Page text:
• Multi-State I-69 Congressional Caucus Taking Shape
Six members of the U.S. House of Representatives have joined together to create an Interstate 69 Congressional Caucus with the mission of advancing the development of I-69 in the seven states along the interstate route. The bipartisan caucus intends to raise awareness of the strategic importance of I-69 as a freight corridor. I-69 will also enhance regional mobility, safety of the traveling public and local economic development.
Congressman Blake Farenthold (TX-27) of Corpus Christi took the lead in creating the caucus and the Alliance for I-69 Texas was instramental in the process. Farenthold is a member of the House Transportaton and Infrastructure Committee.
Serving as co-chairs of the group are Congressman Farenthold and Texas Congressman Henry Cuellar (TX 28) of Laredo, Congressman Ed Whitfield (KY-01) of Kentucky, Congressman Steve Cohen (TN-09) of Tennessee, Congressman Larry Bucshon (IN-08) of Indiana, and Congressman Bennie Thompson (MS-02) of Mississippi.
“As Texas’ economy continues to grow, so does the need for modern transportation infrastructure to move freight,” said Congressman Farenthold. “Goods moving through our ports, and the manufacturing items supporting the Eagle Ford shale boom need a more direct freight network, and that’s what this caucus is advocating for. I-69 links major commercial centers in the southern most states to the rest of the U.S. and Canada, and we’re working to ensure that it continues to be recognized as strategic and important. We are looking for a way to get this done in a financially responsible manner that respects private property rights.”
“With each overpass and every additional mile of I-69 upgrades, Texas will be able to create new jobs through trade and freight, and connect our communities in a way they have never been before,” said Congressman Cuellar. “Laredo alone sees 1.8 million truck crossings a year, and the communities from Hidalgo to Laredo support trade throughout our entire county. I-69 will clear up road congestion, improve highway safety, and generate economic growth throughout South Texas.”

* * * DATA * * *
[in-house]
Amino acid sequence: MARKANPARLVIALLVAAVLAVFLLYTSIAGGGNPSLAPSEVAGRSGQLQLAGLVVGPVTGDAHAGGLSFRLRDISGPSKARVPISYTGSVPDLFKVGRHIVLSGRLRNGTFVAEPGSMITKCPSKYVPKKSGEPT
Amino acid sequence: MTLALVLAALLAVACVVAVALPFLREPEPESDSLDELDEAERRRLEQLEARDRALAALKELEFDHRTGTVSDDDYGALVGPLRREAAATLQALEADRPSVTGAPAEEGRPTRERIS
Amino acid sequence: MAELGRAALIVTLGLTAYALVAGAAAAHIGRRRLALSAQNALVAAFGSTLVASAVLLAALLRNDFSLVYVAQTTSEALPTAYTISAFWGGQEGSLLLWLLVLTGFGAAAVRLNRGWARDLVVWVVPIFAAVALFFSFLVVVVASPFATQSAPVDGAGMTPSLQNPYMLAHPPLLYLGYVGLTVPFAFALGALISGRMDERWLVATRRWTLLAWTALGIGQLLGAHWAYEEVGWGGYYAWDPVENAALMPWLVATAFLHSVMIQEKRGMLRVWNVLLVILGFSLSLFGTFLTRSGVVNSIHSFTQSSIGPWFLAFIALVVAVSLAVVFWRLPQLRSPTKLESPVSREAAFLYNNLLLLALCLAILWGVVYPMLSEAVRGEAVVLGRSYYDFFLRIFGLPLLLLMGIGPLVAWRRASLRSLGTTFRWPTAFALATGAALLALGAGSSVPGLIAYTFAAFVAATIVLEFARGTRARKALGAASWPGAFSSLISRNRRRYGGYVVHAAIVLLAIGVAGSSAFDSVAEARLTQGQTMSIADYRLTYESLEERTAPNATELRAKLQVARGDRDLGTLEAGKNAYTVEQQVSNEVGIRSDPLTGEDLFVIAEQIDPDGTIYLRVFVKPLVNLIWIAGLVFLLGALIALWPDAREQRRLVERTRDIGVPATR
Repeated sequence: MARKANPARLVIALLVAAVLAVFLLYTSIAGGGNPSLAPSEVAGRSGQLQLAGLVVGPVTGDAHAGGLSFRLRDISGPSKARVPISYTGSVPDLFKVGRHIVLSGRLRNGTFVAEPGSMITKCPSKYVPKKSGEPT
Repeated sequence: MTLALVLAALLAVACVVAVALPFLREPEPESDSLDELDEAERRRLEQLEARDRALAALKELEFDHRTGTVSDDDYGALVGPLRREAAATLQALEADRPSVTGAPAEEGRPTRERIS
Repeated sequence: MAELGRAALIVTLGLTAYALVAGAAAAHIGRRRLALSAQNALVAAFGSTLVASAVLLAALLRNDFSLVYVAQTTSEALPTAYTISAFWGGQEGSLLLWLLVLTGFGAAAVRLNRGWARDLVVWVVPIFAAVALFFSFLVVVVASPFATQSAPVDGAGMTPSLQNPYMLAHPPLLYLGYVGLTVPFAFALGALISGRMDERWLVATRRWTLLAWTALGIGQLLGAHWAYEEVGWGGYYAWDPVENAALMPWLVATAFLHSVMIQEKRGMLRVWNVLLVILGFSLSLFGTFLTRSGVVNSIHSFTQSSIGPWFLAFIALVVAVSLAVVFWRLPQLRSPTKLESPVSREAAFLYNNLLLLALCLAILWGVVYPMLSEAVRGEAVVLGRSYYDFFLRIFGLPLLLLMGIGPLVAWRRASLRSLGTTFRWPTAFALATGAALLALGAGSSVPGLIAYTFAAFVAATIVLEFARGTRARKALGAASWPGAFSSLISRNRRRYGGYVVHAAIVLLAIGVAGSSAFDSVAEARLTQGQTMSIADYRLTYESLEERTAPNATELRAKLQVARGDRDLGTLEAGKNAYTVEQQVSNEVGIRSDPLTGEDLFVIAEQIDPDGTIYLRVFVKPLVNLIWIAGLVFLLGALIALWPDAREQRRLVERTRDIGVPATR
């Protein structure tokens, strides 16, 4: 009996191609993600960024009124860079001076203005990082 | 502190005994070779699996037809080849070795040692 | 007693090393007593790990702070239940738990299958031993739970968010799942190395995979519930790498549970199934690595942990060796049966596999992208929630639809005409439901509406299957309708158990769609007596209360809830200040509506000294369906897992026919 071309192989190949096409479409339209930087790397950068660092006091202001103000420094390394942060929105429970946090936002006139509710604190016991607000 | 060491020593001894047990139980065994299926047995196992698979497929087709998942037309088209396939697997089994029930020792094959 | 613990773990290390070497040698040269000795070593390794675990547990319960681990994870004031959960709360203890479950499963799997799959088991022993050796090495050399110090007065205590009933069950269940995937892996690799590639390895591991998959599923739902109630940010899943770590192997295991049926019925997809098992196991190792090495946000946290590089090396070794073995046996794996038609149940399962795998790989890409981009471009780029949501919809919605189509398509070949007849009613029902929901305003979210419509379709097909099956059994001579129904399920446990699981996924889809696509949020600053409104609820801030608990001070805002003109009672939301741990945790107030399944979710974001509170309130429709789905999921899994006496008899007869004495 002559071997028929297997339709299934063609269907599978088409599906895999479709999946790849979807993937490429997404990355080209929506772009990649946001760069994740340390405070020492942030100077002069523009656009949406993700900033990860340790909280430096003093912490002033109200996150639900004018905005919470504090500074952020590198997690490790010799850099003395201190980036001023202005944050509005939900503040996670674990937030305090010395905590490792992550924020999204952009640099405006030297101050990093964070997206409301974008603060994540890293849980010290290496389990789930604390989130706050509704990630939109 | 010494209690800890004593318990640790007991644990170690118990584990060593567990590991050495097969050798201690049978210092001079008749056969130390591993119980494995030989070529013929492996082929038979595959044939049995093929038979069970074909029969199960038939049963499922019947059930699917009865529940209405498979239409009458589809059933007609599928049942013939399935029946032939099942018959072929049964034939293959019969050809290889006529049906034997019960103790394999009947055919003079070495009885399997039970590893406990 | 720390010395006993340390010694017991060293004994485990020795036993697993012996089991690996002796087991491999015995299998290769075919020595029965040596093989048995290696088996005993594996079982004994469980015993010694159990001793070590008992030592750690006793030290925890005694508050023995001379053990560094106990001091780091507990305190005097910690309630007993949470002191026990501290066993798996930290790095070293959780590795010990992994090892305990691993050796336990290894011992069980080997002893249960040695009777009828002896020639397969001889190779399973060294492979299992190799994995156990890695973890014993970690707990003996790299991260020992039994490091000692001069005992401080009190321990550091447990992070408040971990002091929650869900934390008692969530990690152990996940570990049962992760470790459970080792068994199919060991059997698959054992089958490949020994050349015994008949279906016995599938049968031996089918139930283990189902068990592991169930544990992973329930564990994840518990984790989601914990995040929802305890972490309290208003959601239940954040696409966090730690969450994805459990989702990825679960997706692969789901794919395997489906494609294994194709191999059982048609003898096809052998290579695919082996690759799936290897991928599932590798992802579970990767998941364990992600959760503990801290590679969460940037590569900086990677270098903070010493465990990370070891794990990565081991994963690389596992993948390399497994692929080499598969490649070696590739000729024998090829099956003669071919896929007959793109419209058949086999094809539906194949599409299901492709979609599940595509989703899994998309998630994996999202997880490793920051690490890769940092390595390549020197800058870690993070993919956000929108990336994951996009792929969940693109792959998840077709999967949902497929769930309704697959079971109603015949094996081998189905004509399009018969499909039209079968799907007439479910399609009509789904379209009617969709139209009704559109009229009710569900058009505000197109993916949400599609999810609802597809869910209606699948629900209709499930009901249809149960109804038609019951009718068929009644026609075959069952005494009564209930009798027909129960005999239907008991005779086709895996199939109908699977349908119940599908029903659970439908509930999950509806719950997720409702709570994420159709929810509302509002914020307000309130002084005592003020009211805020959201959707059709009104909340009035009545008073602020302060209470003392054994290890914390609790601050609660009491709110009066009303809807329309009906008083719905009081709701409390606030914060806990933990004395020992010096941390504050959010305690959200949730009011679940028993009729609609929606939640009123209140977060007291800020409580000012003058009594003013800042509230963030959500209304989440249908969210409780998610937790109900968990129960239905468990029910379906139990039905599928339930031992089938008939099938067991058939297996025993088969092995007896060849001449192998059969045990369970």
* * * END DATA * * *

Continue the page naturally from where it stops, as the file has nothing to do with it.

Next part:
"I-69 is a critical route in the United States, bringing thousands of jobs and billions of dollars in commerce to our country,” said Congressman Whitfield. “I am pleased to join Congressman Farenthold to co-chair this caucus and to serve as an advocate for the economic benefits resulting from a completed I-69.”
“With great companies like FedEx and a prime location in the Mid-South, Memphis is already one of the nation’s busiest freight transportation hubs,” said Congressman Cohen. “The completion of I-69 will add yet another transportation link to and from Memphis, create good-paying jobs and economic growth in our community, and help ease traffic congestion in our region.”
“Completing Interstate 69 is an important step to improve multi-modal freight movements across the United States,” said Congressman Bucshon. “In my home state of Indiana, I-69 presents a tremendous opportunity to move people and products more efficiently and is vital for the economy of Southern Indiana. I hope that we can accelerate I-69 projects, like the bridge between Evansville, IN and Henderson, KY, across the country. I’m happy to join my colleagues and lead this caucus to educate the House on the importance of this project as we move forward with transportation planning.”
“I am pleased to join my colleagues in launching a caucus that helps to strategically create jobs, develop infrastructure and improve transportation of goods for Mississippians and citizens across the country,” said Congressman Thompson. “The I-69 corridor adds efficiency to our freight system, promotes economic growth throughout the country and will serve millions of Americans.”
The Alliance for I-69 Texas board of directors voted earlier this year to encourage and help facilitate creation of a I-69 Congressional Caucus with the goal of having all states on the route participate. The adjoining map shows how I-69 will in the future cross from Texas into Louisiana near Joaquin and then run near Shreveport and into southeast Arkansas before crossing the Mississippi River. It will run north in Mississippi where one segment is completed and then into Tennessee, Kentucky and Indiana. The section from Indianapolis to the Canadian border has been in place since 1992.